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Rye Field Tiger I Tank 321

RELATED TOPICS: TANKS | ARMOR | MILITARY | DETAILING | TANKS100
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Newcomer Rye Field Model has produced the best kit yet of a Tiger I with interior. The model represents an early Russian Front vehicle from s.Pz.Abt. 503, specifically tank 321, in 1943.

Tigers from this unit sported a field-built storage bin on the turret. Crews found the Feifel air cleaners unnecessary and removed them, and the 503rd used the space to mount extra storage racks or bins.

For a long time it was thought the 503 vehicles were painted Panzer gray, although this was well after the introduction of dunkelgelb. Some research indicates they were painted dark olive green.

While all of the features of tank 321 are provided in the kit, there are plenty of optional parts included should you wish to build a different vehicle.
Parts — more than 1,800 of them! — pack the large box.

Molded in tan plastic, the kit features excellent detail, including well-molded weld seams and cast texture. The individual-link tracks are molded in dark gray. Two small photo-etched (PE) frets are included, and twisted wire is provided for tow cables.

A small decal sheet provides markings for tank 321. Other turret numbers are provided, but no information is included in the instructions.

The 24-page instruction booklet includes color drawings of the interior and exterior of the vehicle, useful for orientation. I was a little disappointed by the limited color callouts for the interior. Only AK Interactive paints are referenced.

Assembly kicks off with the turret. The main gun barrel comes in three tubular sections, so there are no joins to eliminate, only a faint mold seam.

At this time, German tank interiors were painted gray-green below the sponsons and off-white above. I used Tamiya JGSDF dark green (XF-73) for the green and mixed flat white (XF-2) with a little deck tan (XF-78) for the off-white.

When assembling the gun mantlet in Step 2, install the machine gun assembly first. Otherwise the frames (parts J3 and J69) will be in the way. I suggest leaving off the turret-elevation hydraulic cylinder in Step 3 until you are ready to hook it to the gun breech in Step 10; it sticks out and is easily broken.

The PE jerry-can rack’s butt joins made it difficult to assemble.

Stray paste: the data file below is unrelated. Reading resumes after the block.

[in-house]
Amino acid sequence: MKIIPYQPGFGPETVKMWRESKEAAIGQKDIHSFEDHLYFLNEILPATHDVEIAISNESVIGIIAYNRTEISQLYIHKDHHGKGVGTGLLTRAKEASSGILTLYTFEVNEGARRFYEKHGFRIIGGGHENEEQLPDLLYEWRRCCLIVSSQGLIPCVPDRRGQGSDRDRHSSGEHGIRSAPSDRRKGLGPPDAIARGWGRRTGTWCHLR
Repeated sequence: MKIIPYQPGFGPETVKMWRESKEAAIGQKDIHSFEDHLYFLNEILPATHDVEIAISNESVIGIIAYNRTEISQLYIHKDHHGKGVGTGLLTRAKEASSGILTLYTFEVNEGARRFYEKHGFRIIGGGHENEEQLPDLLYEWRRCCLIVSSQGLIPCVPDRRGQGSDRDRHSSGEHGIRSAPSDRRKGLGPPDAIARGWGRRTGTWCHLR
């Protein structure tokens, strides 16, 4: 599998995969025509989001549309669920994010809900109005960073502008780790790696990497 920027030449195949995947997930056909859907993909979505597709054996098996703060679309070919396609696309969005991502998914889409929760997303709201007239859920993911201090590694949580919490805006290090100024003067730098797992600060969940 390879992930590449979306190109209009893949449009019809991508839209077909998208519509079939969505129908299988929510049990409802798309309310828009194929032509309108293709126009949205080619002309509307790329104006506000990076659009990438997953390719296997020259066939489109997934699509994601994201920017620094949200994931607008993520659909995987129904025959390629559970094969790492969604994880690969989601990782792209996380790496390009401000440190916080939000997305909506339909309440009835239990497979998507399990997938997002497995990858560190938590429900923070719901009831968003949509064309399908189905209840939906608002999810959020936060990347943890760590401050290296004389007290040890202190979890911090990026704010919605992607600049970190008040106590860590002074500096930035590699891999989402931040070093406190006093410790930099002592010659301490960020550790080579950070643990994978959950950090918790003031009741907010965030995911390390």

The turret hatches are posable, but only the side escape hatch is workable.

Moving to the hull, the PE frames under the floor are tricky. I placed all of the cross members in their approximate places, then added the long pieces. Each joint was fixed with thin super glue. Once it was assembled, I glued the frame into the hull.
 
In Step 16, install the subfloor piece (K28) before you attach details to the side wall or it will never fit.

The fit of all that interior in the hull impressed me. But I was disappointed that the rounds for the stowage racks are molded onto the rails. It makes them easier to install, but complicates painting and you can’t show a missing round or two.
 
When adding the engine compartment interior walls (H17 and H20), temporarily install the rear plate (B3) to aid alignment. The engine lacks hoses, and the exhaust pipes don’t reach the rear plate.
 
Contemporary photos show that tank 321, like many other 503rd Tigers, didn’t have exhaust shrouds, and only the left rear fender remained.
 
I left off the running gear until after painting. Detailing the hull top progressed quickly. I used the tools with molded-on tool clamps rather than the optional PE clasps.
After cutting the hoses from the Feifel air system connectors (parts B70 and B71), I drilled out the inlets for realism.
 
The wire for the tow cables looks terrific, but there’s no information about how long the cables should be. My right-hand cable turned out a bit too short to have nice graceful curves when installed.
 
I mixed Tamiya paints for dark olive.

The decals are a bit stiff and a little delicate; a couple broke during application. Neither Microscale Micro Sol nor Solvaset had much effect on them. Fortunately, most of the markings go onto flat surfaces.
 
No ejector-pin marks mar the well-molded track links. Assembly, while a bit tedious, went smoothly; I suggest doing a few at a time, rather than building all of them in a single sitting. The connector pins refused to stay in the tracks without a little cement, but take care to avoid gluing the links together. The suggested 96 links per side fit perfectly.

I spent about 46 hours building my Tiger, split equally between assembly and painting.

The finished model matches the dimensions in David Doyle’s Standard Catalog of German Military Vehicles (Krause, ISBN 978-0-87349-783-1). Also useful: The Modeler’s Guide to Building the Tiger Tank (Ampersand, ISBN 978-1-932033-78-6).

The number of parts may intimidate some modelers. But if you regard each subassembly as an individual model, it’s no more challenging than any other kit.

Note: A version of this review appeared in the July 2016 issue.

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